The superyachts and mansions of the oligarchs must help fund a new Ukraine

One point, however, is certain. It will be a heck of a lot of money. Indeed, it should be turned into reparations (and even better, a lot of it is Putin’s money).

A joint investment committee established by the EU, US, UK and Japan should maximize the value of these assets and use them to rebuild the roads, bridges and buildings destroyed during the war.

Next, stabilize the currency. Nobody really knows what the Ukrainian hryvnia is worth right now or how the country will even repay its debts.

From its mines to its sprawling fields of wheat and sunflowers, Ukraine abounds in resources, but these are useless without a stable currency and a functioning banking system, and no economy can recover if shortages create runaway inflation. .

An immediate priority is a loan and grant package that keeps the hryvnia stable.

Third, remove all tariffs. The economy is going to need a lot of rebuilding, and it wasn’t in fantastic shape to begin with. (The GDP per capita of Ukraine was just $3,700 before the war, compared to $15,600 for neighboring Poland, even though they started in similar places when the Soviet Union collapsed. )

It must start developing its own domestic industries, and it will be much easier if it can export to the EU, Britain, the United States and the rest of the world without any quotas or tariffs. prevents it. Surprisingly, the EU still has a series of levies on Ukrainian agriculture, mainly to protect French and Spanish farmers. These should be swept away immediately.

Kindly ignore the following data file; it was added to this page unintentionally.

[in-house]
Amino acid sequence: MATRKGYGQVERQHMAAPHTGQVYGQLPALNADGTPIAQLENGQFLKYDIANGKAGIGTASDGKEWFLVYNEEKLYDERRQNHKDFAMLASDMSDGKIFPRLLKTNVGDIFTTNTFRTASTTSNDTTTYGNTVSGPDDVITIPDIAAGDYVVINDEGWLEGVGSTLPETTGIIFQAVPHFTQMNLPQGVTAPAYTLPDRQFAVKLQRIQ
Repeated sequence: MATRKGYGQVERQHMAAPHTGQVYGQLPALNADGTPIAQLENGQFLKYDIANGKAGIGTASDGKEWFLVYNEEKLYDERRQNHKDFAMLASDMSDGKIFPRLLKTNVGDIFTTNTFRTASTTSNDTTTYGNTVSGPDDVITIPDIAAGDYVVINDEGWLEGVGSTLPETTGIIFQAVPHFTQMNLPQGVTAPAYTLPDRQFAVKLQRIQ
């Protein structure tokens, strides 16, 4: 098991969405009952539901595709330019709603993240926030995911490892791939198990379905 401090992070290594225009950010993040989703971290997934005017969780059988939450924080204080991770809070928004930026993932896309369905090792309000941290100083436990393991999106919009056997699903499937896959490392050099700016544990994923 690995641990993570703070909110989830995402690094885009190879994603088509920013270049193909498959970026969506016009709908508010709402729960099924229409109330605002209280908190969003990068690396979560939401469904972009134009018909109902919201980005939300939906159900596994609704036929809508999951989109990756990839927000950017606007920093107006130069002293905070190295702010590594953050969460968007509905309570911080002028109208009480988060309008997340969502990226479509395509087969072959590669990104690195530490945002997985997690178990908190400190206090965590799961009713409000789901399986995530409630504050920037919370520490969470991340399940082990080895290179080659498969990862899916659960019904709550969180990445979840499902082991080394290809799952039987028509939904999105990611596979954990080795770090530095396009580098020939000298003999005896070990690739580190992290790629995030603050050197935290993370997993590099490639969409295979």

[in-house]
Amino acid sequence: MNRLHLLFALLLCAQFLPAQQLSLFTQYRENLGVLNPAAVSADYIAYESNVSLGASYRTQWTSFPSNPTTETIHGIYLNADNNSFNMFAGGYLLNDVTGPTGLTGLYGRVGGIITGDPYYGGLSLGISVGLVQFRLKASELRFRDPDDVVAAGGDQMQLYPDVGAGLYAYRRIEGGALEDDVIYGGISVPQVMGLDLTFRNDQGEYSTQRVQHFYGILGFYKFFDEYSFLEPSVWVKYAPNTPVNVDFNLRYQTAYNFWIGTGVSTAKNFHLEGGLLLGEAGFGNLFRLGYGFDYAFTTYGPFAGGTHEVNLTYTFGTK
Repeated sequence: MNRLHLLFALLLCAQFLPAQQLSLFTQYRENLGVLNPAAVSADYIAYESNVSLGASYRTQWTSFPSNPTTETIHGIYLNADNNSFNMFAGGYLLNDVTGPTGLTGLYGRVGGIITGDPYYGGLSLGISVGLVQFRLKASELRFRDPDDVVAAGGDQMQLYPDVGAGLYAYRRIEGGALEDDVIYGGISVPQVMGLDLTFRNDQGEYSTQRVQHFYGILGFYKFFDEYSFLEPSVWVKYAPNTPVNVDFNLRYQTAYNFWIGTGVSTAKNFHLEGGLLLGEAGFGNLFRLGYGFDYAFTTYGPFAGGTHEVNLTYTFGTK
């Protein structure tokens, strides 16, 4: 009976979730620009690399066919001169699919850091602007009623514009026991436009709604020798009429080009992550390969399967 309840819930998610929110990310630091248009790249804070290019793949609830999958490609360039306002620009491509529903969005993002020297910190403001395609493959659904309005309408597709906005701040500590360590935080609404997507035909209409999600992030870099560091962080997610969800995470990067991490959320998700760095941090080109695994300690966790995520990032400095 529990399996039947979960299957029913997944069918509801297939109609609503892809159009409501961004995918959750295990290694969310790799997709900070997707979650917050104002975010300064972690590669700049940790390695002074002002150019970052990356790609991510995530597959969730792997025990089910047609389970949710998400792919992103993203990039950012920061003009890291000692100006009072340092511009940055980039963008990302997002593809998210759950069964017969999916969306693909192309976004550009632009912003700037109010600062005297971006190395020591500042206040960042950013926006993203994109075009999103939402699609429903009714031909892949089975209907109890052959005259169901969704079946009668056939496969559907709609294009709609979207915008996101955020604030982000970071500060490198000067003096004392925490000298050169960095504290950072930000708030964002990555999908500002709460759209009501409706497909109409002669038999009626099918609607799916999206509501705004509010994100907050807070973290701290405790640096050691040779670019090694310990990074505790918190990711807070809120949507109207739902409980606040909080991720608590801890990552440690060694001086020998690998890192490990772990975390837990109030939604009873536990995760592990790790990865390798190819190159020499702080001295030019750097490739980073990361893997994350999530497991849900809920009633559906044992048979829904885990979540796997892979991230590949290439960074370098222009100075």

Finally, the tax cuts. Businesses are being offered tax breaks for all sorts of things, from investing in research and development to reducing their carbon footprint.

Why not offer a tax advantage for investing in Ukraine? With a strategic location between wealthy Europe and booming Asia, it is a natural hub for manufacturing and distribution. With the abolition of customs duties and quotas, it would be even more attractive.

If companies could deduct the cost of a new factory outside Lviv, or a warehouse on the outskirts of kyiv, from their corporate tax bill, investment would start flowing into the country.

Revisionist historians are always happy to debate the influence of the Marshall Plan on the reconstruction of Western Europe after World War II. No doubt, many other factors played a role in its rapid recovery. And yet, there is no doubt that it helped. It was a vote of confidence in the future of the continent.

A Marshall Plan for Ukraine could achieve something very similar.

It would be a statement of intent, backed by dollars, euros, yen and pounds.

And perhaps most of all, a growing, enterprising and free Ukraine will be a painful contrast to the increasingly impoverished, corrupt and isolated gangster state across the border.

But the work must start now, just as World War Two leaders began planning for the post-war world long before the fighting ended – and the UK should lead the way.

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